Mechanisms of protein modification during model anti-viral heat-treatment bioprocessing of beta-lactoglobulin variant A in the presence of sucrose

Smales, C. Mark and Pepper, Duncan S. and James, David C. (2000) Mechanisms of protein modification during model anti-viral heat-treatment bioprocessing of beta-lactoglobulin variant A in the presence of sucrose. Biotechnology and Applied Biochemistry, 32 (2). pp. 109-119. ISSN 0885-4513. (The full text of this publication is not available from this repository)

The full text of this publication is not available from this repository. (Contact us about this Publication)
Official URL
http://www.babonline.org.chain.kent.ac.uk/bab/032/...

Abstract

To ensure the safety of plasma and recombinant therapeutic proteins, heat treatment is routinely applied to these biopharmaceuticals as a means of virus inactivation. However, to maintain protein integrity during heat treatment it is necessary to use high concentrations of thermostabilizing excipients, such as sucrose, in order to prevent protein damage. In this study we describe the covalent modifications inferred to a model protein, beta-lactoglobulin A, that occur during typical and extended anti-viral heat treatments. The chemical derivation and mechanisms by which these modifications arise are addressed. Heat treatment initiated hydrolysis of sucrose to glucose and fructose, which in turn were degraded to glyoxal, Glyoxal and the free reducing sugars reacted with free amino groups in beta-lactoglobulin A to yield Maillard glycation adducts and advanced glycation end products (AGEs), The major mechanism for AGE formation was via degradation of glucose-derived Schiff-base adducts, Heat treatment and glycation of beta-lactoglobulin A resulted in thiol-disulphide interchange reactions leading to protein oligomerization, A small population of beta-lactoglobulin A non-disulphide-linked dimers were also observed with increasingly harsh heat treatments. These findings have implications for (i) improvements in the safety and efficacy of heat-treated protein biopharmaceuticals and (ii) our understanding of the mechanisms of protein glycation and AGE adduct formation.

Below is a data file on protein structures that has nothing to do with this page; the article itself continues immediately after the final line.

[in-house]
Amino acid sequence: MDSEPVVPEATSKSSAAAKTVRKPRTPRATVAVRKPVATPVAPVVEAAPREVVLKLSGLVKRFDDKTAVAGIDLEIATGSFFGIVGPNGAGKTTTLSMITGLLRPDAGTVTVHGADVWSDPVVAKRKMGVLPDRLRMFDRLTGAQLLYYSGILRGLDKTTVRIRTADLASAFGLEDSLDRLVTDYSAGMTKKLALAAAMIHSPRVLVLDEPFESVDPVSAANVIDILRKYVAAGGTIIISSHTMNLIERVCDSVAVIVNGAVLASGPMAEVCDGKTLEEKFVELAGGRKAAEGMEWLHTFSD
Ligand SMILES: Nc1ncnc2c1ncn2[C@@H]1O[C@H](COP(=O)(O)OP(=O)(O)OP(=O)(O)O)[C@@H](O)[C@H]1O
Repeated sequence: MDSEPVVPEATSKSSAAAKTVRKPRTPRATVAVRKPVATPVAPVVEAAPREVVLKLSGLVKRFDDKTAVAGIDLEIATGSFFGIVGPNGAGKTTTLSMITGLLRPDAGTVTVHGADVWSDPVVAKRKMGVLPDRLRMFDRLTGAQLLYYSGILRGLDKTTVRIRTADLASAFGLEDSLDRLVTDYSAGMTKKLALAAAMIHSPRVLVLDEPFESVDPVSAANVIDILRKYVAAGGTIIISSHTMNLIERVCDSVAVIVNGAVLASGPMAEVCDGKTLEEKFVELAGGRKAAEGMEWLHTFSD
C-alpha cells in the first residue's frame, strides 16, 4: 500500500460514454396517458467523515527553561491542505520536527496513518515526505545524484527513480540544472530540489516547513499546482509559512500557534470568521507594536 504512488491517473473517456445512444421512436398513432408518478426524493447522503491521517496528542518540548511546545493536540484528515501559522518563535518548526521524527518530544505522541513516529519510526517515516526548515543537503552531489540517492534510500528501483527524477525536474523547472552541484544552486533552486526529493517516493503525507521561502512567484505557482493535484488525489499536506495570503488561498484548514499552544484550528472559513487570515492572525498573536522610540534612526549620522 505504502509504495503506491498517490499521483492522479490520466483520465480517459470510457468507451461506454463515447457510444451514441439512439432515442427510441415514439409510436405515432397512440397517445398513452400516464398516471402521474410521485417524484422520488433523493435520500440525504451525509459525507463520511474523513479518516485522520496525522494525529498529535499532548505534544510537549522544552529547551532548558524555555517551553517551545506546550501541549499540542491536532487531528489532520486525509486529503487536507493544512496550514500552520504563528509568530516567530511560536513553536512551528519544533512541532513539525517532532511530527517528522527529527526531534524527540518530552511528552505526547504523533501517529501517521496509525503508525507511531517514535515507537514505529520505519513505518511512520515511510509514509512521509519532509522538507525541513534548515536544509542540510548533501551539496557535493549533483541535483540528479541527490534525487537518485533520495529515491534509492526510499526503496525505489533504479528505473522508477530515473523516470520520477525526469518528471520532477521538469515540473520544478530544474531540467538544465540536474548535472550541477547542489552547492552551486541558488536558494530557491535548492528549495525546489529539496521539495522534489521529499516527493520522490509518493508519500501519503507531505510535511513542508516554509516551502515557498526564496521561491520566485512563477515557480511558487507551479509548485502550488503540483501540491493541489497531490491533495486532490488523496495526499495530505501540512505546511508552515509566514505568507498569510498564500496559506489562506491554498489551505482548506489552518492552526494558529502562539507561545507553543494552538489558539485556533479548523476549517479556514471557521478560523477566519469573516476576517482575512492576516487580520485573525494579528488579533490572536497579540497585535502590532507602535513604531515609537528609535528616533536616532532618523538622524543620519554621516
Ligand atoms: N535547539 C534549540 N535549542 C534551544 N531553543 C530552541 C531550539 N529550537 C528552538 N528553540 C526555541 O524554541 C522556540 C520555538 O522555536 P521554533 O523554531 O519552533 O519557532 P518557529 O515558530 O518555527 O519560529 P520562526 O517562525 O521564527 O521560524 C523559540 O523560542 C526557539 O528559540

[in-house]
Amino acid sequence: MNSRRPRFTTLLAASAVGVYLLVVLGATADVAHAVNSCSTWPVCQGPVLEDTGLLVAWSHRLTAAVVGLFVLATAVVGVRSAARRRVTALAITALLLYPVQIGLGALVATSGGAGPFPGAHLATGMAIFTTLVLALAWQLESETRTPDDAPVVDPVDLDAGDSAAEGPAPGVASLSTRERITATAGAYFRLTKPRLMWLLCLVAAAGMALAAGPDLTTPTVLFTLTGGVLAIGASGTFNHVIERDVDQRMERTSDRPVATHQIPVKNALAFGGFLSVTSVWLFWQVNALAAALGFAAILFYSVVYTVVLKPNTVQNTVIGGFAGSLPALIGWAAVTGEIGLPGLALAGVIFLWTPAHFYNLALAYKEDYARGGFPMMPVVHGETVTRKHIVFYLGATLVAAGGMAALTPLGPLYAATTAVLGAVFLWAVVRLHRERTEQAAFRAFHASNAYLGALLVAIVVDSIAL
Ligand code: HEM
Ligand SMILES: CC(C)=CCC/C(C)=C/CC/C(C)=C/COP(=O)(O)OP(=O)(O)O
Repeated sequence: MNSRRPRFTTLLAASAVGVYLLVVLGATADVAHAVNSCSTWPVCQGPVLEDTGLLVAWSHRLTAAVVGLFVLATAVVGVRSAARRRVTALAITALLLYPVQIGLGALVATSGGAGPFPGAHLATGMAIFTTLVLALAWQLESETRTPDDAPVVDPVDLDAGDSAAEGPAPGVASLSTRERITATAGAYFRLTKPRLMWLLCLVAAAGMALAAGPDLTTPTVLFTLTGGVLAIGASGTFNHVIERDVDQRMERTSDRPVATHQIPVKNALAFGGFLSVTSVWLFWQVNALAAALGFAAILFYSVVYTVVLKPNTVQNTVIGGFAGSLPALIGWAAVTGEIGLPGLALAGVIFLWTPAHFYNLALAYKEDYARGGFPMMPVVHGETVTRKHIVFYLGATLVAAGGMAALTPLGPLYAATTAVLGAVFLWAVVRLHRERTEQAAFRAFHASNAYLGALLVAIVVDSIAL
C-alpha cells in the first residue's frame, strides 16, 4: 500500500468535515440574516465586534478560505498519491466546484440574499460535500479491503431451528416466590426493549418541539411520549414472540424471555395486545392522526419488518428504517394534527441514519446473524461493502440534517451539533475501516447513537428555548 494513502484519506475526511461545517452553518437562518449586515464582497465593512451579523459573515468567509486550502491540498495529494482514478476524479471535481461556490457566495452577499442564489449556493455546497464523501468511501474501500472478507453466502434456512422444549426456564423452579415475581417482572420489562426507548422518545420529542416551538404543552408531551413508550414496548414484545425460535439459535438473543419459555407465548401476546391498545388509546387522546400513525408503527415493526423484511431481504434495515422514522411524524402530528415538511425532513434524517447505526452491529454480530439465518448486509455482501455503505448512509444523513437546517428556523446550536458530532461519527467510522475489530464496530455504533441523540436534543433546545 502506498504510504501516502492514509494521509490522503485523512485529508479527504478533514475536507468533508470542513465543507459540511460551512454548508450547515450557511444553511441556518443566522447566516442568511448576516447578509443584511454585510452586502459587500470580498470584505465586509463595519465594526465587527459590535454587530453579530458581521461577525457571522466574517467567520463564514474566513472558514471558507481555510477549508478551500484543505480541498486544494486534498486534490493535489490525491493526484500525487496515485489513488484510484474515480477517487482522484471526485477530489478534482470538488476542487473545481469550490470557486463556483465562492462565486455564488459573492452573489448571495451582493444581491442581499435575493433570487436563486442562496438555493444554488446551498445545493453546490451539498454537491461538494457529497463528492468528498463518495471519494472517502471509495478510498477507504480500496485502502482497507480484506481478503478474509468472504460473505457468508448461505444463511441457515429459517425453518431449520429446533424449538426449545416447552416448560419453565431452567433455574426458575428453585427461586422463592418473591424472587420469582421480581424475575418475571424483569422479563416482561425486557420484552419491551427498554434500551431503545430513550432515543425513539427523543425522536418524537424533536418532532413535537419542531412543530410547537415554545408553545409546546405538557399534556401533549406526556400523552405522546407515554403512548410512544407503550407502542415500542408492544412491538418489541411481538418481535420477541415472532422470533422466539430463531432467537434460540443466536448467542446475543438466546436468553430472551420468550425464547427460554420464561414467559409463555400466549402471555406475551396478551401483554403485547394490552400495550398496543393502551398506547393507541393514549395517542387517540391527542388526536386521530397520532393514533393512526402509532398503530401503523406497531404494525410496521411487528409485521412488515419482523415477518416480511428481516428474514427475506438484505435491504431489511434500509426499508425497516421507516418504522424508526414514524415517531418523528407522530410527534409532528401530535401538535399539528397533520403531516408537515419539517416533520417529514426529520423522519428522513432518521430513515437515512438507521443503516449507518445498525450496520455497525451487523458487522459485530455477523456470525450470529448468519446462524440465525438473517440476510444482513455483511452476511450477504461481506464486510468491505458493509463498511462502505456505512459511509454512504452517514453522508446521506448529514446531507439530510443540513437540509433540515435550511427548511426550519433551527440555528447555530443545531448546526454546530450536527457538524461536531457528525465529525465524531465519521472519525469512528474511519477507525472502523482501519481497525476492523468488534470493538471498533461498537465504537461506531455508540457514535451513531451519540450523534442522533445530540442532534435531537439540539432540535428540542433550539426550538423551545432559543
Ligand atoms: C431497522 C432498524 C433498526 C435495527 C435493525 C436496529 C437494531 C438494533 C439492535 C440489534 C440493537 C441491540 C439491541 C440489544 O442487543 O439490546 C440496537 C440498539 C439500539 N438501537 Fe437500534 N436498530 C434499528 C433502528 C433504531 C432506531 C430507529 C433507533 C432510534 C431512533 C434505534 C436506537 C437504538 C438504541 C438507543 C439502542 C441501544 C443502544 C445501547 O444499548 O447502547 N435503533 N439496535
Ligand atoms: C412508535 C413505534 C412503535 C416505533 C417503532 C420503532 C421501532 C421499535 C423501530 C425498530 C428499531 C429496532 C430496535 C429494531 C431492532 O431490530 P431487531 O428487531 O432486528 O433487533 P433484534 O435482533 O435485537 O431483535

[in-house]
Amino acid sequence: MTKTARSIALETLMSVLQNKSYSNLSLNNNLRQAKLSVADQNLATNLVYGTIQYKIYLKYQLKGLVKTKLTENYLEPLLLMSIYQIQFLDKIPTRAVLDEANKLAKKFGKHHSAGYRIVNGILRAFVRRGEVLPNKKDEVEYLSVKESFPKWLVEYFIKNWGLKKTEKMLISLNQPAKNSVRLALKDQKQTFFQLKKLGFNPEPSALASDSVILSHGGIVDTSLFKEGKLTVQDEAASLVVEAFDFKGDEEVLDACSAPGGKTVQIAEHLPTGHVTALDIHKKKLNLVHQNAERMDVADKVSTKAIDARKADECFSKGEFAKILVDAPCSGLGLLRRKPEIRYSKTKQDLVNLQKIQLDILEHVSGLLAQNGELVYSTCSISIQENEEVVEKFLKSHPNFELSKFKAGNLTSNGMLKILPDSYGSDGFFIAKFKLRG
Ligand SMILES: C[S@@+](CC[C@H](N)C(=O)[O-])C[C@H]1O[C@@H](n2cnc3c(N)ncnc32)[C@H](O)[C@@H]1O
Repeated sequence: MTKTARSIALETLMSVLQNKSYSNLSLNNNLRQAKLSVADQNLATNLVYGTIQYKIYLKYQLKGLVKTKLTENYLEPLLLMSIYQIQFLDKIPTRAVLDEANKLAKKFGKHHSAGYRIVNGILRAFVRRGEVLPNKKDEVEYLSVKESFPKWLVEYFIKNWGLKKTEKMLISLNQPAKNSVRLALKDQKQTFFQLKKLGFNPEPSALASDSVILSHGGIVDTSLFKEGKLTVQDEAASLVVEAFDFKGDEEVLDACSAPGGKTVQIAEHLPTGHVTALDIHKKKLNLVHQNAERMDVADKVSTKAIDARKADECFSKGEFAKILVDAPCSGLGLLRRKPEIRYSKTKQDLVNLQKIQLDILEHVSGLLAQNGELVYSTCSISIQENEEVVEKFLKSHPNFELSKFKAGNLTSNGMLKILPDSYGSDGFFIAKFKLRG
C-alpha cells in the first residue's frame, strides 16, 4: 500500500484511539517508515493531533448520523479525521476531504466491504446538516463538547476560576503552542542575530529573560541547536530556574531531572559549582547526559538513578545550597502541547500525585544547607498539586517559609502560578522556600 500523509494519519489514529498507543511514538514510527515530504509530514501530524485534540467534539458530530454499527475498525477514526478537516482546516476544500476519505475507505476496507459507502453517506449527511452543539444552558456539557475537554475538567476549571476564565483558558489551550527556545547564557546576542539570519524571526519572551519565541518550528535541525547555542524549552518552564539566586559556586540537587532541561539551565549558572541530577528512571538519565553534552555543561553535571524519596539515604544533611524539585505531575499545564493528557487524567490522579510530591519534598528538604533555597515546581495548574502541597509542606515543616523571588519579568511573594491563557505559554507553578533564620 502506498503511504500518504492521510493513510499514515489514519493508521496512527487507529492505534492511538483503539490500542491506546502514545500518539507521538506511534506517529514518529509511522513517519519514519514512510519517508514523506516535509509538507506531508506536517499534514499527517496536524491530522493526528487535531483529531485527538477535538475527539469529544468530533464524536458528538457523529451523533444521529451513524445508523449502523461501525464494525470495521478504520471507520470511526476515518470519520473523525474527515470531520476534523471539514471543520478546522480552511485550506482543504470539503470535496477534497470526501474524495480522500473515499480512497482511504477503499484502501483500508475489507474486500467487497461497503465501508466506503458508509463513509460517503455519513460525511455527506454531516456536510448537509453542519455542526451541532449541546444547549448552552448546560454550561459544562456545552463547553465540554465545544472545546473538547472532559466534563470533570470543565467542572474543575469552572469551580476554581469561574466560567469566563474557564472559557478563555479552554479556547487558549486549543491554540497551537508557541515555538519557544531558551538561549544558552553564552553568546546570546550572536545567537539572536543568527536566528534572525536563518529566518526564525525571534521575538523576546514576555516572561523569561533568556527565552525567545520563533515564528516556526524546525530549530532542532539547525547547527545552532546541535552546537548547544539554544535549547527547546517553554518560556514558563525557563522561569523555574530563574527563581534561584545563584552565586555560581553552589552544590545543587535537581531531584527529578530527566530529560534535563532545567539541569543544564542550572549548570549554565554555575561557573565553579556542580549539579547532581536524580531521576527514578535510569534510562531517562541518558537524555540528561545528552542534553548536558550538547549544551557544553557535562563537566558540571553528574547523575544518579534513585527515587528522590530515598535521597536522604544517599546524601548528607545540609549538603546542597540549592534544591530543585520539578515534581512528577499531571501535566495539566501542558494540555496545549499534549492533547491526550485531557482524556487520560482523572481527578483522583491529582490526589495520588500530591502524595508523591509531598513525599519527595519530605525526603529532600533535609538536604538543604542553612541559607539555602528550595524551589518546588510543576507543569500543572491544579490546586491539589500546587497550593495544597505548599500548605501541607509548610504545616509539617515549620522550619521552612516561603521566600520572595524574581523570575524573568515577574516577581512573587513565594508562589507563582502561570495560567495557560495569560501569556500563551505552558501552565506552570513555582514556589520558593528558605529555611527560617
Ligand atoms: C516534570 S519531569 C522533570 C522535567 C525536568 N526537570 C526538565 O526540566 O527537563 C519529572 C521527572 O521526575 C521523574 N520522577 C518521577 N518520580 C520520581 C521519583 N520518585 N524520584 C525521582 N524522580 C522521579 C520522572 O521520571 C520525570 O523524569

Item Type: Article
Additional information: Part 2
Subjects: Q Science
Divisions: Faculties > Science Technology and Medical Studies > School of Biosciences
Depositing User: Mark Smales
Date Deposited: 30 May 2009 06:12
Last Modified: 23 May 2014 13:11
Resource URI: http://kar.kent.ac.uk/id/eprint/6206 (The current URI for this page, for reference purposes)
  • Depositors only (login required):